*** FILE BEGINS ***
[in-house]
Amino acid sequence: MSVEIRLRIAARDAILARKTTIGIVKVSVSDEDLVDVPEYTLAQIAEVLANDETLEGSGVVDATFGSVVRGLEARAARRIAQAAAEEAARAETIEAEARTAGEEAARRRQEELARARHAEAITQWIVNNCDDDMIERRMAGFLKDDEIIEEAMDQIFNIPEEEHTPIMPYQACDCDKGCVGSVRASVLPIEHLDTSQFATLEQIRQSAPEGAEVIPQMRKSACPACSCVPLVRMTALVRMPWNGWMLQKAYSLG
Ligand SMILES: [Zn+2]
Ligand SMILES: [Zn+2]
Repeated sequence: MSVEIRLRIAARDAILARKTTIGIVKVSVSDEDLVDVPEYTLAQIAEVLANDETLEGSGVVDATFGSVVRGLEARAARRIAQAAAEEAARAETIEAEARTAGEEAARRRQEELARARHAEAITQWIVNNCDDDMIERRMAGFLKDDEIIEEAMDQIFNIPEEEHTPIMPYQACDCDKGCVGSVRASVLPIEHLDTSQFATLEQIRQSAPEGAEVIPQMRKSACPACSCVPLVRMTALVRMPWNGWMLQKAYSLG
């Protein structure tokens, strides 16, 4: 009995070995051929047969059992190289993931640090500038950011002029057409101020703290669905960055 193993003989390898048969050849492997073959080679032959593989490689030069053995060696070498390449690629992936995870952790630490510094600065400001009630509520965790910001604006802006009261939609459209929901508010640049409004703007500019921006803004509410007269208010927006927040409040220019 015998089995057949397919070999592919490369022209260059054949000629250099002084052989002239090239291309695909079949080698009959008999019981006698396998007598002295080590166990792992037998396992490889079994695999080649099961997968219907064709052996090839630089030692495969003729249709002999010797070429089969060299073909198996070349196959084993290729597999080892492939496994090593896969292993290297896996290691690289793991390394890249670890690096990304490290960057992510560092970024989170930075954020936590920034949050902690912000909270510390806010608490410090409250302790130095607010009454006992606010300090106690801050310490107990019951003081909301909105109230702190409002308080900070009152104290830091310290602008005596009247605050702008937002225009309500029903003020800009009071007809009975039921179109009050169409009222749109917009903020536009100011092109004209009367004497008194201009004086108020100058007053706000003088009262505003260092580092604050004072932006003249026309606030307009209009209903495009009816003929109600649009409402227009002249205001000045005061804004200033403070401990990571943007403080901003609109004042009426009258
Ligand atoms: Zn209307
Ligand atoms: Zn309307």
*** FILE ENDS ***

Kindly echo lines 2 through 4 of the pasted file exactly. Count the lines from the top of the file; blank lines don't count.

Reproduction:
Amino acid sequence: MSVEIRLRIAARDAILARKTTIGIVKVSVSDEDLVDVPEYTLAQIAEVLANDETLEGSGVVDATFGSVVRGLEARAARRIAQAAAEEAARAETIEAEARTAGEEAARRRQEELARARHAEAITQWIVNNCDDDMIERRMAGFLKDDEIIEEAMDQIFNIPEEEHTPIMPYQACDCDKGCVGSVRASVLPIEHLDTSQFATLEQIRQSAPEGAEVIPQMRKSACPACSCVPLVRMTALVRMPWNGWMLQKAYSLG
Ligand SMILES: [Zn+2]
Ligand SMILES: [Zn+2]